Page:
When she went in to be groomed she had to be completely shaved down due to the condition of her coat. When her fur was removed that's when we discovered some some unusual sores on her skin. We think these sores may be cancerous but in any case she has a hospice foster who will hold her for whatever time she has left.

 

 

 
Gwen (4/25/18)
We Gotcha, Girl!

 

Gwen is a real sweetheart of a dog with a mild-mannered temperament, possibly a Pyr-Golden mix. She is four-years old and came into rescue last Fall but has been on medical hold due to mobility issues. She had TPLO surgery to fix a cranial cruciate ligament (CCL) problem with her right leg in April at Ohio State University and is doing well. Gwen likes to smile at people which brings an answering smile from everyone who meets her. The cost to rescue to fix Gwen was $4k but we believe this sweet girl is worth every penny. Gwen will be available for adoption soon.

 

  Mom & Pups (4/22/18)
  A Big MS Mess

This is one of those Facebook posts that is not to be believed except for the photos and video. A Mississippi rescuer writes: "We got three Great Pyrenees in very sad shape. They were destined to be sold at the Carthage market & we were able to save them from that with permission from the family."  Other dogs were left at the property "I haven't stopped thinking about them since I stumbled upon them. And I won't until I at least try to help them. There are at least 8 small dogs- one with a leg that is just hanging, at least 3 chained up, and one roaming that needs help now. They all need medical care asap.There is also a mom dog that is starving. Literally every bone is protruding out of her skin."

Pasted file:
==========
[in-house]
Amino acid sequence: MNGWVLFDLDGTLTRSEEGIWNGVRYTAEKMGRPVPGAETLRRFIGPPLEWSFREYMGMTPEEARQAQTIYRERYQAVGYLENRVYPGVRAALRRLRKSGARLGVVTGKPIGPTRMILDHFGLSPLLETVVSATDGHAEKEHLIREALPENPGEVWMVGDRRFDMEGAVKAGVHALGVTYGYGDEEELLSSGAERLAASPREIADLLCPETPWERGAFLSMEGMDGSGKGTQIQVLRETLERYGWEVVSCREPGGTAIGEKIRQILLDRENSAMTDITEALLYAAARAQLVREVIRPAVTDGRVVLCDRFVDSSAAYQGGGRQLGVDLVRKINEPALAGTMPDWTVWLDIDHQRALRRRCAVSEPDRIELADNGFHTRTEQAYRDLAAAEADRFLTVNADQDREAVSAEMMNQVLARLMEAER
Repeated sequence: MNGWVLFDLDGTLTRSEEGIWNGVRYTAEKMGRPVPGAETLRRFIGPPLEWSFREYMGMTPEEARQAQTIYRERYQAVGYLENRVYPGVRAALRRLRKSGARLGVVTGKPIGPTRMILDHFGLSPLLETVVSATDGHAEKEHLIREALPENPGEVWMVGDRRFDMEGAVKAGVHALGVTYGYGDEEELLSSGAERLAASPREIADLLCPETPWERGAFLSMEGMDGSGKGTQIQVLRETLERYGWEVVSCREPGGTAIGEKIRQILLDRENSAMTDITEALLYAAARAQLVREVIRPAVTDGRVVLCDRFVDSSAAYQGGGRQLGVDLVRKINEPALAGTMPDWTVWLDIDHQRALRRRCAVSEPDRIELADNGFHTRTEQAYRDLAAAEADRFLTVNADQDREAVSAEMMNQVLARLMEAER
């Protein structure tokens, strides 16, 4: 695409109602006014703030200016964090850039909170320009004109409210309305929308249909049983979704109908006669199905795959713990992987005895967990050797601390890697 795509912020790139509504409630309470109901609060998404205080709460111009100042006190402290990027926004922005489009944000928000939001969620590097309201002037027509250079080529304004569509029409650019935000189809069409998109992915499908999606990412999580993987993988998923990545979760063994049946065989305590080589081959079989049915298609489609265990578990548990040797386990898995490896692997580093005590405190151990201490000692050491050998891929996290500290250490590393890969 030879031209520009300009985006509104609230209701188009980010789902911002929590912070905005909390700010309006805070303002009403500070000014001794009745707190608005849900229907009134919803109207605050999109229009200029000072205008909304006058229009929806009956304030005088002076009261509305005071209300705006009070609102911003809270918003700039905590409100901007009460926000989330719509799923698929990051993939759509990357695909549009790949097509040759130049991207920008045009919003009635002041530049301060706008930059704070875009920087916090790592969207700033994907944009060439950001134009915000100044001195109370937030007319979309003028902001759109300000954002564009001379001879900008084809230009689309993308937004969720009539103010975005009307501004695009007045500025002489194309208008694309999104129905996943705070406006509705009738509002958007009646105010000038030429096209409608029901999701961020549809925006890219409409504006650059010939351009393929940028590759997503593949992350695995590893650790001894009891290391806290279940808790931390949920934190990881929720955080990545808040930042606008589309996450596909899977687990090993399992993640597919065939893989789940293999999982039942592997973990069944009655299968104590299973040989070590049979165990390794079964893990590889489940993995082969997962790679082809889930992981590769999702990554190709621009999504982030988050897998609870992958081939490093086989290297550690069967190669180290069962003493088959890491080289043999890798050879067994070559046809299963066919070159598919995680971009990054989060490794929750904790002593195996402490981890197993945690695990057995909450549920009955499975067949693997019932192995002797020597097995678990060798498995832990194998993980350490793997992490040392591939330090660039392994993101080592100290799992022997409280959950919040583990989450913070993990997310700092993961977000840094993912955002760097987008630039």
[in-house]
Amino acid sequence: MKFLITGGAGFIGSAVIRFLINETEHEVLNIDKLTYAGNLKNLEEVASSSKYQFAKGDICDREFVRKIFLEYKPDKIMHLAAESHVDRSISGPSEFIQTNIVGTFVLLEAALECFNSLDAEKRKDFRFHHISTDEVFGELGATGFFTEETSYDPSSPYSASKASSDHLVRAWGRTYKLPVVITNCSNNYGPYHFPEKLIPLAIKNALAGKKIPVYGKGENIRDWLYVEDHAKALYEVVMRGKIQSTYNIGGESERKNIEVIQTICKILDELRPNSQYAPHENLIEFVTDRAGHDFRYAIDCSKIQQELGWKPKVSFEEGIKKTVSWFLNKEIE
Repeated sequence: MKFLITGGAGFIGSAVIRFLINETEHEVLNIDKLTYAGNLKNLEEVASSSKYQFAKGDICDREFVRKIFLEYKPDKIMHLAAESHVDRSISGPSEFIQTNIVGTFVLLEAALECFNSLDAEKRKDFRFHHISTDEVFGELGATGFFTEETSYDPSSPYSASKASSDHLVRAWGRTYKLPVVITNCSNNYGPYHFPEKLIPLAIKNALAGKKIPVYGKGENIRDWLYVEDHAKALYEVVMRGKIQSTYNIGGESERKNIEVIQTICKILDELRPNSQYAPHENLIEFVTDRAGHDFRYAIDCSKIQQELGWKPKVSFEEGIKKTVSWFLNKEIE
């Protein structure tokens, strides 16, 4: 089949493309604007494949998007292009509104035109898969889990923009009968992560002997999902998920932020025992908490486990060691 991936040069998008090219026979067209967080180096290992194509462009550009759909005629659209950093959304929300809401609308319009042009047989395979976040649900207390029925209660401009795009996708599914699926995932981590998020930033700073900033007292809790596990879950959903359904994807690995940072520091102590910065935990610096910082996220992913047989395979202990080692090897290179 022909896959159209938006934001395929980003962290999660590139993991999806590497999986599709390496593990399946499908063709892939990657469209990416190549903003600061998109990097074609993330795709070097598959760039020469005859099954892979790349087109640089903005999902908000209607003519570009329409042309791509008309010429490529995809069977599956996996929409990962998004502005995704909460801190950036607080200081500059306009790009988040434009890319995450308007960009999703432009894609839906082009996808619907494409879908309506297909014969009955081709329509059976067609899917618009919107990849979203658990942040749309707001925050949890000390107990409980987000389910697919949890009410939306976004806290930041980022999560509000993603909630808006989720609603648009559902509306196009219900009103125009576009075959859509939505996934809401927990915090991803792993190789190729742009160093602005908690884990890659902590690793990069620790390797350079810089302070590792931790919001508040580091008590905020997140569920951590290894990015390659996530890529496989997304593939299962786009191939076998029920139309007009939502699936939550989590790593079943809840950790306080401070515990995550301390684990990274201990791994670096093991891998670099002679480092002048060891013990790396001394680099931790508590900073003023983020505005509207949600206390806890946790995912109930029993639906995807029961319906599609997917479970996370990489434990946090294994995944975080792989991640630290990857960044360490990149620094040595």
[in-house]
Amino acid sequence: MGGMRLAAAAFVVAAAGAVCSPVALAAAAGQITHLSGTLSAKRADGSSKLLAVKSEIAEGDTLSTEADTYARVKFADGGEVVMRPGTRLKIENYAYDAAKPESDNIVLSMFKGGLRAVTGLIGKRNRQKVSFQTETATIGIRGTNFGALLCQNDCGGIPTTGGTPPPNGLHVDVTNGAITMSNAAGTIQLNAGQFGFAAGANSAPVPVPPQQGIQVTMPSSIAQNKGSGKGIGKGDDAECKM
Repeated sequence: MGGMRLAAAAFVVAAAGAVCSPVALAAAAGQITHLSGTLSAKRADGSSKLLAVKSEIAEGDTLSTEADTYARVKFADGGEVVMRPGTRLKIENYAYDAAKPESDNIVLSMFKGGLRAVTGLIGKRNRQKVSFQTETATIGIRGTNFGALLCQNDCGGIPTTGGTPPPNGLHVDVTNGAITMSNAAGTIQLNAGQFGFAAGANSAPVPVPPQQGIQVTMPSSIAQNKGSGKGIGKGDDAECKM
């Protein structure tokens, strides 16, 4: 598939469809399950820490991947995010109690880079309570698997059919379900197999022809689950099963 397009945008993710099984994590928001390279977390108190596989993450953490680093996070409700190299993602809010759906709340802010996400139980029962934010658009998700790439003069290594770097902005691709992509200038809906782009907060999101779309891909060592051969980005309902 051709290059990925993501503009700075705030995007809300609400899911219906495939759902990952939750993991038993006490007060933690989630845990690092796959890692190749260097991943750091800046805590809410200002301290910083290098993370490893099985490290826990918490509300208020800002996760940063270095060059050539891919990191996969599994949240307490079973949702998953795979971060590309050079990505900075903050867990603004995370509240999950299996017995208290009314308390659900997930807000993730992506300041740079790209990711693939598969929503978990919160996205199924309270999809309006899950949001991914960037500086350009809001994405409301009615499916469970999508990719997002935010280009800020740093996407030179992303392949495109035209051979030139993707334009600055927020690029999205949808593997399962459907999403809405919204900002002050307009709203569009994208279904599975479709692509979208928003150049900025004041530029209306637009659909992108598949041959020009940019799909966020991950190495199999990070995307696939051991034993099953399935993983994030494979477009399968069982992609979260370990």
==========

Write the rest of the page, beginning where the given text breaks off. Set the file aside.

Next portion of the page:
Rescuers are working to save the other small dogs. The Mom Pyr and her two pups are safe now. All three have demodectic and sarcoptic mange and after treatment will be going to NGPR fosters.

Leo (4/5/18)
The Lion-Hearted

Leo was found as an underweight stray, and then kept on a back porch that was filled with urine and feces. It was early March when NGPR brought this 18 month old boy in to rescue where he was vetted, neutered, and sent to a foster home where he could recover, gain some weight and find his forever family.